Thursday, February 6, 2014

Care and Feeding of Sex Demons by Angela Fiddler: Guest Post

 



 
GUEST POST

Five writing rules that will help you write better and one that needs serious modification

 
1.     Your first three chapters (and sometimes, your first five pages, and sometimes your first page and sometimes your first paragraph) might be the only part of the story that anyone is going to read. The real estate in a novel is very precious but in the beginning, it’s life-and-death to the whole story. Most readers are not going to stick around to see your pushed-around main character kick butt in chapter seventeen if she can’t say boo to a mouse in chapter one. Take the first chance you get to give an indication that this main character is not like any other main character of a similarly themed story. If you can’t tell the reader why she is different, keep working on her until you can. This does not mean to start with an epic anything, see below.

 
2.     Try writing the sequel to the book before going back and editing book one. By the end of the second book, you should be very, very clear on what the book is about. Most opening scenes are a bit muddy as you’re trying to figure the world, the characters and the plot out. Go back and put the characters as you now you understand them better into the first chapter. If you are only writing one book, take the character you know from the end of the book and put in his essence, if not the wisdom he had gained, into the beginning.

 
3.     There is no action, description or narration, there is only point of view. Your point of view character must drive the action. Everything your character sees or does should be filtered through her eyes, her thoughts and her mood at the time. Recording what is happening around the character with perfect clarity is not how we, as people, see things. We only see what has changed or what is important. As a reader, I’m not watching a film. I want to observe the world you’re creating through your main character’s skull. Don’t videotape, transcribe. Write what you your character would know and use Google to doublecheck. You might want to get your work fact checked by someone specifically or you’ll read so many reviews and comments of people going out of their way to mention it until it causes a nervous tick.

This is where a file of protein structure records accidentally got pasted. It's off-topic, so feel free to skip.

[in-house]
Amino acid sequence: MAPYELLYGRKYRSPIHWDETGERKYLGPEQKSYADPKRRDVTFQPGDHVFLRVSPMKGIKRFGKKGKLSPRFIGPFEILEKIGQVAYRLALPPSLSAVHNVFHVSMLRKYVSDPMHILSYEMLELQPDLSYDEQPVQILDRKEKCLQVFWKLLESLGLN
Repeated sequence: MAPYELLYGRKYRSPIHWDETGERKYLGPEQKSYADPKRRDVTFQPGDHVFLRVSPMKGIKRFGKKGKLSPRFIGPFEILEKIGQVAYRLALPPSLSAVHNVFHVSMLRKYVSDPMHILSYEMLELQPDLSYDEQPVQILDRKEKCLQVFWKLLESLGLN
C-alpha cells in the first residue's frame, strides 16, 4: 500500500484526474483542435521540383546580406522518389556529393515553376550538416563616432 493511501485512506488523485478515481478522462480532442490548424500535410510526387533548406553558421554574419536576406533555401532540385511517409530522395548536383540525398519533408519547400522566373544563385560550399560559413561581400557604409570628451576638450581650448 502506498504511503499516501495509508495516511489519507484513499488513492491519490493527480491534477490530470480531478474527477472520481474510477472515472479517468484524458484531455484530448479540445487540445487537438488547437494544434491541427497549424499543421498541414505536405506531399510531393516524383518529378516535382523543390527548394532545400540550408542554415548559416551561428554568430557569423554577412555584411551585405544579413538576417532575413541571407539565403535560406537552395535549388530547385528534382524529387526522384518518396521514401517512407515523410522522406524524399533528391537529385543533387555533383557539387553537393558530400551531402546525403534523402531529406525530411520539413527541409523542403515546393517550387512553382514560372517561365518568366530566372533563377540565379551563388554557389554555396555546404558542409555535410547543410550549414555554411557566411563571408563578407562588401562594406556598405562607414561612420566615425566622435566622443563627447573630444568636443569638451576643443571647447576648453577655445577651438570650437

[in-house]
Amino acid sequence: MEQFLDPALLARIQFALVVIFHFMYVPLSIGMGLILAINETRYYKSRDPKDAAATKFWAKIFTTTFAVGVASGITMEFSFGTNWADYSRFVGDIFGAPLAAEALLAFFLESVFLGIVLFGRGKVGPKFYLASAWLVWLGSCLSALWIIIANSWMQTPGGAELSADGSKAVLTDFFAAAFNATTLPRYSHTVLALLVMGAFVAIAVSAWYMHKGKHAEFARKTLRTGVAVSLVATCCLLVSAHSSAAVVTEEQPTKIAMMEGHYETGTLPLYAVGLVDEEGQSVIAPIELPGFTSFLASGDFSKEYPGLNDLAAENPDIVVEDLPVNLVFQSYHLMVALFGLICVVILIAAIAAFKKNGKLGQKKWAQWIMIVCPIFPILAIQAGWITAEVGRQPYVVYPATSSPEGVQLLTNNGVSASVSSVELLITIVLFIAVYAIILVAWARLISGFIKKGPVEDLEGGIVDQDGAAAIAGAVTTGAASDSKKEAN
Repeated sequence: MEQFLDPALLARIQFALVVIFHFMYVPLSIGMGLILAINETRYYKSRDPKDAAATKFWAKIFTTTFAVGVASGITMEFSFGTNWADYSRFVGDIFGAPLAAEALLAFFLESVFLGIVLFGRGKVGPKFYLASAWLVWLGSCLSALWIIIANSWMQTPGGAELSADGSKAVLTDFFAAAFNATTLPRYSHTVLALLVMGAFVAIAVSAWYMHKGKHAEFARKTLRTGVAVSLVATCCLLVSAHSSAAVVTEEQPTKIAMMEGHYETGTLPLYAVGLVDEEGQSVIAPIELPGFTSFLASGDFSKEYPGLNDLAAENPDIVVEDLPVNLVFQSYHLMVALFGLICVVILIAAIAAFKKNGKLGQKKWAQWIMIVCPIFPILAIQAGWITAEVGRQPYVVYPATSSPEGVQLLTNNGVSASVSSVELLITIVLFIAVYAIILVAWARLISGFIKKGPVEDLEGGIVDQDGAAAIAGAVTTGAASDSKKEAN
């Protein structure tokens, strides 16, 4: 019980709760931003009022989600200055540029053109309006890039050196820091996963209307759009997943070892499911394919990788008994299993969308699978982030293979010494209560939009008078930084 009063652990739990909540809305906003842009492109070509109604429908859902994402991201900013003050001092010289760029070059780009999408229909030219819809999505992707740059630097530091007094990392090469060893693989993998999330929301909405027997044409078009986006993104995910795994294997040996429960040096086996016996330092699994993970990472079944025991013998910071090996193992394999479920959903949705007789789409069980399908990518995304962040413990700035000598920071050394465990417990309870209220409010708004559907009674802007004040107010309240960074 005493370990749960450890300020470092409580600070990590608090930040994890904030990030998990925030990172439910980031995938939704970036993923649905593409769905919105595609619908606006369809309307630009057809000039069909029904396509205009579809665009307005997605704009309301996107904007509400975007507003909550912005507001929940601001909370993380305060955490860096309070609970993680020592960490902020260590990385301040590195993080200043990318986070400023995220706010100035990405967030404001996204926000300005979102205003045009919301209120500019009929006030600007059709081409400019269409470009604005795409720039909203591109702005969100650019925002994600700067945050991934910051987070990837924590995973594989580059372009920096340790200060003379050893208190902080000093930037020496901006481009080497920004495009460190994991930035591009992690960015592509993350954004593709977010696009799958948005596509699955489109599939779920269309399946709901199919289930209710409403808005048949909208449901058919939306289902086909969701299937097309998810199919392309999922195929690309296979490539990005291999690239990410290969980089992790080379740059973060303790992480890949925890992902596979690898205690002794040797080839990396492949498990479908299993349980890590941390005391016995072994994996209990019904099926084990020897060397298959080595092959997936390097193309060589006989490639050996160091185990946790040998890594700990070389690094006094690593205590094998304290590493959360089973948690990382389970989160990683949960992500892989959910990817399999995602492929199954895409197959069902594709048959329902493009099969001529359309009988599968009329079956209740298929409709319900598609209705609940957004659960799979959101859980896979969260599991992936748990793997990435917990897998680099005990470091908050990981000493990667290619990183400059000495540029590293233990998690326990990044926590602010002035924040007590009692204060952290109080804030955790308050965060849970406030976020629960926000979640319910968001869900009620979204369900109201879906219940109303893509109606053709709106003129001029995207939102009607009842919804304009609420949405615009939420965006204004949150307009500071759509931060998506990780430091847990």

4.     Introduce the problem only as a tip of the iceberg. Don’t yank the iceberg out of the ocean and have it hanging there to show your main character how big massive the issue is. Most sane people would take one look at the whole thing and think -- rightly -- that it’s just too big for one person to change. Your goal through the book is to reveal how big the iceberg is and how much the main character misjudged the scope of the problem. If you do start out with an iceberg-sized issue, then the problem revealed throughout the book has to be the glacier the iceberg broke off. Never have the same problem in the beginning of the book unchanged at the end of it. Lateral movement on the tension-meter doesn’t affect the reader nearly as much as movement that pushes the story forward.